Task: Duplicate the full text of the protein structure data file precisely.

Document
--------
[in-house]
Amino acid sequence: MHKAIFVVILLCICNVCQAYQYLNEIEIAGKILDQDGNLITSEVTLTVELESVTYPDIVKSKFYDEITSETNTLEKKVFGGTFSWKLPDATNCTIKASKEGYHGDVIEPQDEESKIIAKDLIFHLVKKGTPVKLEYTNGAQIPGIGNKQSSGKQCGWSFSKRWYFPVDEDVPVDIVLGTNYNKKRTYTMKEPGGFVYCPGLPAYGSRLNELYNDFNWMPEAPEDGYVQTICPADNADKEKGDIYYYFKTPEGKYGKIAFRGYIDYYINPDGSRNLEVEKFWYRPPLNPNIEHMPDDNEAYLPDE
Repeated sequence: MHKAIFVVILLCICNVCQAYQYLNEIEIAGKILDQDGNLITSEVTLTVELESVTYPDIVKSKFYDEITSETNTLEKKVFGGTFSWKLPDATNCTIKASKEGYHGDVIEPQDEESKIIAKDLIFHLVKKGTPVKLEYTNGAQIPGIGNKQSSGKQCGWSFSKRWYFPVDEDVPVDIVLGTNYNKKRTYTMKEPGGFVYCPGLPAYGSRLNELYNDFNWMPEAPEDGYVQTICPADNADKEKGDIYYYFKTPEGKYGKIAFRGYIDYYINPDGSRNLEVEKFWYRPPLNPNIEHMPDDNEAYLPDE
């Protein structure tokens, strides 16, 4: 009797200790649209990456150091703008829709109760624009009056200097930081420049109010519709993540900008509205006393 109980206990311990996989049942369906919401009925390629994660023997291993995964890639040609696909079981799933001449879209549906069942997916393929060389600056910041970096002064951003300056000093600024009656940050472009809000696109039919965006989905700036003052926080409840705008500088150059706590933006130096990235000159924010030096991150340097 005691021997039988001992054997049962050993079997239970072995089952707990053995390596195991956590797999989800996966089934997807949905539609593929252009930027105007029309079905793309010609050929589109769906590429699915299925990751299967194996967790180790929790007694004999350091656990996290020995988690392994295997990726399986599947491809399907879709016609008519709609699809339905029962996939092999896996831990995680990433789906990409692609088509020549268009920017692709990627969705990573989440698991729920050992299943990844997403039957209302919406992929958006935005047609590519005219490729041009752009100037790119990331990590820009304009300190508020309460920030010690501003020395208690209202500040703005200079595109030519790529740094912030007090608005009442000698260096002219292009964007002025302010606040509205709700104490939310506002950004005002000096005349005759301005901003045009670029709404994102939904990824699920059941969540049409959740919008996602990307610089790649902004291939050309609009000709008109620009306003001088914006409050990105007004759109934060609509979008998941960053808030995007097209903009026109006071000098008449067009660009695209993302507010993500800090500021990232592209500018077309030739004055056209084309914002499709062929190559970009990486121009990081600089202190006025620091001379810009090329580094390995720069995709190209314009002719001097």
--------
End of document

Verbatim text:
[in-house]
Amino acid sequence: MHKAIFVVILLCICNVCQAYQYLNEIEIAGKILDQDGNLITSEVTLTVELESVTYPDIVKSKFYDEITSETNTLEKKVFGGTFSWKLPDATNCTIKASKEGYHGDVIEPQDEESKIIAKDLIFHLVKKGTPVKLEYTNGAQIPGIGNKQSSGKQCGWSFSKRWYFPVDEDVPVDIVLGTNYNKKRTYTMKEPGGFVYCPGLPAYGSRLNELYNDFNWMPEAPEDGYVQTICPADNADKEKGDIYYYFKTPEGKYGKIAFRGYIDYYINPDGSRNLEVEKFWYRPPLNPNIEHMPDDNEAYLPDE
Repeated sequence: MHKAIFVVILLCICNVCQAYQYLNEIEIAGKILDQDGNLITSEVTLTVELESVTYPDIVKSKFYDEITSETNTLEKKVFGGTFSWKLPDATNCTIKASKEGYHGDVIEPQDEESKIIAKDLIFHLVKKGTPVKLEYTNGAQIPGIGNKQSSGKQCGWSFSKRWYFPVDEDVPVDIVLGTNYNKKRTYTMKEPGGFVYCPGLPAYGSRLNELYNDFNWMPEAPEDGYVQTICPADNADKEKGDIYYYFKTPEGKYGKIAFRGYIDYYINPDGSRNLEVEKFWYRPPLNPNIEHMPDDNEAYLPDE
């Protein structure tokens, strides 16, 4: 009797200790649209990456150091703008829709109760624009009056200097930081420049109010519709993540900008509205006393 109980206990311990996989049942369906919401009925390629994660023997291993995964890639040609696909079981799933001449879209549906069942997916393929060389600056910041970096002064951003300056000093600024009656940050472009809000696109039919965006989905700036003052926080409840705008500088150059706590933006130096990235000159924010030096991150340097 005691021997039988001992054997049962050993079997239970072995089952707990053995390596195991956590797999989800996966089934997807949905539609593929252009930027105007029309079905793309010609050929589109769906590429699915299925990751299967194996967790180790929790007694004999350091656990996290020995988690392994295997990726399986599947491809399907879709016609008519709609699809339905029962996939092999896996831990995680990433789906990409692609088509020549268009920017692709990627969705990573989440698991729920050992299943990844997403039957209302919406992929958006935005047609590519005219490729041009752009100037790119990331990590820009304009300190508020309460920030010690501003020395208690209202500040703005200079595109030519790529740094912030007090608005009442000698260096002219292009964007002025302010606040509205709700104490939310506002950004005002000096005349005759301005901003045009670029709404994102939904990824699920059941969540049409959740919008996602990307610089790649902004291939050309609009000709008109620009306003001088914006409050990105007004759109934060609509979008998941960053808030995007097209903009026109006071000098008449067009660009695209993302507010993500800090500021990232592209500018077309030739004055056209084309914002499709062929190559970009990486121009990081600089202190006025620091001379810009090329580094390995720069995709190209314009002719001097």